Payments Views

Carol Coye Benson

Don’t Trash-Talk Cash

As I read about mobile payments, it always entertains me when relatively green journalists make references to using mobile phones rather than payment cards to make purchases. Typically, they are confusing the instrument (the phone, the plastic) and the system: after all, most mobile payments are made using card systems.

I think there is an analogy here to how many of us think of cash. We are confusing the instrument (the bill or coins) with the system.  And what, you may ask, do I mean by “the system”? I think that cash as we know it today should be thought of as a non-account-based payments system. Cards (debit, or credit), checks, and ACH are all account-based payments systems. So are many online or wallet systems, like PayPal. (These systems, like prepaid card systems, record the transactions on a notional basis, rather than passing them through individual bank accounts, but it is essentially the same thing.)

Cash, on the other hand, is used for transactions that have no equivalent accounting. New systems of “digital cash” (an old term, with much complicated history!) share this non-account based attribute – most notably BitCoin, but also the Royal Mint of Canada’s “concept coin”, the MintChip.  (Read Glenbrook’s Jacqueline Chilton on MintChip.)

The End of MoneyI thought of this when reading, recently, David Wolman’s The End of Money.  An enjoyable book, which shows, yet again, that a payments industry outsider can have refreshing perspectives on our business.

Amusingly, he is quite focused on the physical attributes of cash: he clearly has a visceral reaction to the dirt and germs that may be carried on a bill or the coins one uses.  But he also makes interesting points about privacy and anonymity.  “People”, he claims, “say anonymity is an advantage of cash, but what they really want is privacy.”

My observation is that those of us in the payments industry tend to jump to the conclusion that anonymity is the valued attribute of cash.  This is undoubtedly true for criminal users (including tax-avoiders).  But people are quick to assume it is also the major value for non-criminal users.  I doubt this: I tend to agree with Wolman about the importance of privacy vis-à-vis anonymity.  But I think we are still discounting the many other reasons why people like cash.  Here’s my list:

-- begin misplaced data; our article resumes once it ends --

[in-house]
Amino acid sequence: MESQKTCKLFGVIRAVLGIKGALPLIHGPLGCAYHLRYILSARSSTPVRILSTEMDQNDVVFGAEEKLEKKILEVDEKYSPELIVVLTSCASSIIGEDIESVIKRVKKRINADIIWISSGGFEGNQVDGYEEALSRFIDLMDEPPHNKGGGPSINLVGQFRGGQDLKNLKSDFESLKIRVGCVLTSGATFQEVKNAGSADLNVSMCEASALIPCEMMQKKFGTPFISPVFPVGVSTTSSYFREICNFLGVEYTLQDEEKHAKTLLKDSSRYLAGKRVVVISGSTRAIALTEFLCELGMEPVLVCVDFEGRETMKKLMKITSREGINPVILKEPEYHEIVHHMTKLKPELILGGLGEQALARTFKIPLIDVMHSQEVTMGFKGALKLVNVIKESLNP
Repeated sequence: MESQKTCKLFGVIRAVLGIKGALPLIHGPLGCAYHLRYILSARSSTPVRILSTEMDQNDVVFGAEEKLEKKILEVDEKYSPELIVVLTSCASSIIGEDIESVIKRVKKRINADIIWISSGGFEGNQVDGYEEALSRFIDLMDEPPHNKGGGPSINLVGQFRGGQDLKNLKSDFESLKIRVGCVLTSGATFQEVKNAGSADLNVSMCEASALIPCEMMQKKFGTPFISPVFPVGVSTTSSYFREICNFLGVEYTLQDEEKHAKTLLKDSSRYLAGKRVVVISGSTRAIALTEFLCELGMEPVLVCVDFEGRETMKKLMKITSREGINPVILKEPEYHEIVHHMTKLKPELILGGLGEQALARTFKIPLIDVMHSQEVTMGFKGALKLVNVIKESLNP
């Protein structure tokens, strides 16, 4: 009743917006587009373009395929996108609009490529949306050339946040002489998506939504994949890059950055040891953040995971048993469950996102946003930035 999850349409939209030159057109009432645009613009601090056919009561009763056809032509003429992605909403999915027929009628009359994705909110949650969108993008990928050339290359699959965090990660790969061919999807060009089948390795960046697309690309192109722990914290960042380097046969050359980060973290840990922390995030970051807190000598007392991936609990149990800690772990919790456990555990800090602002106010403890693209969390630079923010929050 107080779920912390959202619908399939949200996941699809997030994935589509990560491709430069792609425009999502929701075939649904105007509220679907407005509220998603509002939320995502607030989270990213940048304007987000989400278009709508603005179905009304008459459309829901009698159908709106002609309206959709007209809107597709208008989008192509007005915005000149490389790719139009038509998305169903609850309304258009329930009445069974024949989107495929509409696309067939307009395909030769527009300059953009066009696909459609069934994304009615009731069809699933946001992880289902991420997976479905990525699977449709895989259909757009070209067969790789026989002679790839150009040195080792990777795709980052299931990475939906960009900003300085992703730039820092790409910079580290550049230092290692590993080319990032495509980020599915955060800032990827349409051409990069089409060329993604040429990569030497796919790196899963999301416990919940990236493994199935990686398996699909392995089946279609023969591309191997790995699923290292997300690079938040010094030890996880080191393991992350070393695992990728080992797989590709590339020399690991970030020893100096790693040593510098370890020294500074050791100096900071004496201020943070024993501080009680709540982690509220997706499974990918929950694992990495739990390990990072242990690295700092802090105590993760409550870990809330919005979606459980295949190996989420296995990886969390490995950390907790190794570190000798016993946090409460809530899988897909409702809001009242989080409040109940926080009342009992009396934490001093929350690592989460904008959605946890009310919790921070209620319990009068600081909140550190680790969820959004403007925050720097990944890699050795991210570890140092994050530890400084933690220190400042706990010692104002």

• Fast
  • Intuitively obvious how much you have
  • Easily separable
  • Easily demonstrates to others how much you have

I also think that non-account based money simply makes sense to a lot of people.  If I have an apple, and want to give it to you, I simply hand it to you.  Why can’t I do that with a piece of money I have?  There is a quality of simplicity and directness that has nothing to do with either anonymity or privacy.

But the truth is we really don’t know why non-criminals use cash.  We all have ideas, but there is precious little research.  What research there is tends to focus on patterns of use (diary studies, etc.), rather than on the “why” of use. I was frustrated a couple of years ago, when I tried to raise funds for a study on the psychology of cash usage: I got no interest from our payments industry clients and colleagues.

Why? Well, our entire industry has been obsessed with killing cash for a long time.  “Cash replacement” is a core value of the card networks, most banks, and many other solution providers in the industry.  (There are only a few cash advocates: the ATM folk, of course, but also other companies, like PayNearMe, who are trying to serve the “cash-preferred” customer base.)

I certainly understand where the cash-critics are coming from.  In addition to the issues around criminal use of cash, cash, as Wolman is so quick to point out, is “dirty”.  And physical cash is expensive for merchants, banks, and others who handle it.  (But keep in mind that wherever there is expense, there is a business providing solutions: banks make money on cash handling for merchants, and some even have some real innovations around it – such as Fifth Third’s Remote Currency Manager.)

But cash is still a preferred method of payment for a great number of people.  And whether you like cash or not, it’s not going away any time soon.  John Williams, CEO of the San Francisco Fed (which has national “product management” responsibility for cash in the Fed system) just published an essay  – “Cash is Dead!  Long Live Cash!” with some fascinating statistics.  And some estimates show that cash accounts for about 35% of all consumer payments transactions in the U.S. economy.

It seems to me that we need to know more than we do about the psychology of why people like using cash.  In particular, I’d like to understand the extent to which the appeal of cash is its physical form, and to what extent it is the non-account nature of it.  It might help us understand which of the various forms of mobile payments and/or digital currencies will or will not succeed in the future – and why.   If you are interested too, let me know – I’ll dust off that proposed study!

And yes, if we move forward into a new world of non-account-based digital currencies, we will still have to deal with the issue of criminal use of non-account-based payments.  I don’t know what the right solutions for this problem are.  But if, as I suspect, there will be an enduring role for non-account-based payments, it does seems to me that there may be more opportunity for solutions with a digital form factor than with a physical one.

There is, of course, one other attribute of non-account-based payments.  It’s hard for anyone to make money on a transaction if it doesn’t pass through an intermediary.  That’s something that all of us in the industry will need to think about!